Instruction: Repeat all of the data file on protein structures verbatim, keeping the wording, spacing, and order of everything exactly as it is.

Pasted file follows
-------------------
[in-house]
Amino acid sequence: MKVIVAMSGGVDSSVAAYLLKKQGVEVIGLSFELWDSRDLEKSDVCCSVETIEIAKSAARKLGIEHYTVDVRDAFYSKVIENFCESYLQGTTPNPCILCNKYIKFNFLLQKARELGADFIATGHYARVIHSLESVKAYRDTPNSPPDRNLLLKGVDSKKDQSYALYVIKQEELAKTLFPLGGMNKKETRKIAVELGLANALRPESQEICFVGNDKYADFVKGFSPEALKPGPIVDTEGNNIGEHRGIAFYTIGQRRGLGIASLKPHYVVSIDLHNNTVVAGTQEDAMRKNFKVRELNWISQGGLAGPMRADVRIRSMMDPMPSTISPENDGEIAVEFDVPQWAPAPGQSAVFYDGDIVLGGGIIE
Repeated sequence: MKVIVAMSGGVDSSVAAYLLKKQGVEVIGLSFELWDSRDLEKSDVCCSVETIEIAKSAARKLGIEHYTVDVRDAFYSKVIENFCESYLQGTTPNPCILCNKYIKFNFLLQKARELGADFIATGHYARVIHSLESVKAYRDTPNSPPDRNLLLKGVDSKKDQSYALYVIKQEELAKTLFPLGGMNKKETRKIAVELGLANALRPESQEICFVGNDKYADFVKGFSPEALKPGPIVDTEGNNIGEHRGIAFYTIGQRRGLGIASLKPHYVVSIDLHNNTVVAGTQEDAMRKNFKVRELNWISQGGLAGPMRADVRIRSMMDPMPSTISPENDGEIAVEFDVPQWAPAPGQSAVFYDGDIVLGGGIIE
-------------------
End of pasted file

[in-house]
Amino acid sequence: MKVIVAMSGGVDSSVAAYLLKKQGVEVIGLSFELWDSRDLEKSDVCCSVETIEIAKSAARKLGIEHYTVDVRDAFYSKVIENFCESYLQGTTPNPCILCNKYIKFNFLLQKARELGADFIATGHYARVIHSLESVKAYRDTPNSPPDRNLLLKGVDSKKDQSYALYVIKQEELAKTLFPLGGMNKKETRKIAVELGLANALRPESQEICFVGNDKYADFVKGFSPEALKPGPIVDTEGNNIGEHRGIAFYTIGQRRGLGIASLKPHYVVSIDLHNNTVVAGTQEDAMRKNFKVRELNWISQGGLAGPMRADVRIRSMMDPMPSTISPENDGEIAVEFDVPQWAPAPGQSAVFYDGDIVLGGGIIE
Repeated sequence: MKVIVAMSGGVDSSVAAYLLKKQGVEVIGLSFELWDSRDLEKSDVCCSVETIEIAKSAARKLGIEHYTVDVRDAFYSKVIENFCESYLQGTTPNPCILCNKYIKFNFLLQKARELGADFIATGHYARVIHSLESVKAYRDTPNSPPDRNLLLKGVDSKKDQSYALYVIKQEELAKTLFPLGGMNKKETRKIAVELGLANALRPESQEICFVGNDKYADFVKGFSPEALKPGPIVDTEGNNIGEHRGIAFYTIGQRRGLGIASLKPHYVVSIDLHNNTVVAGTQEDAMRKNFKVRELNWISQGGLAGPMRADVRIRSMMDPMPSTISPENDGEIAVEFDVPQWAPAPGQSAVFYDGDIVLGGGIIE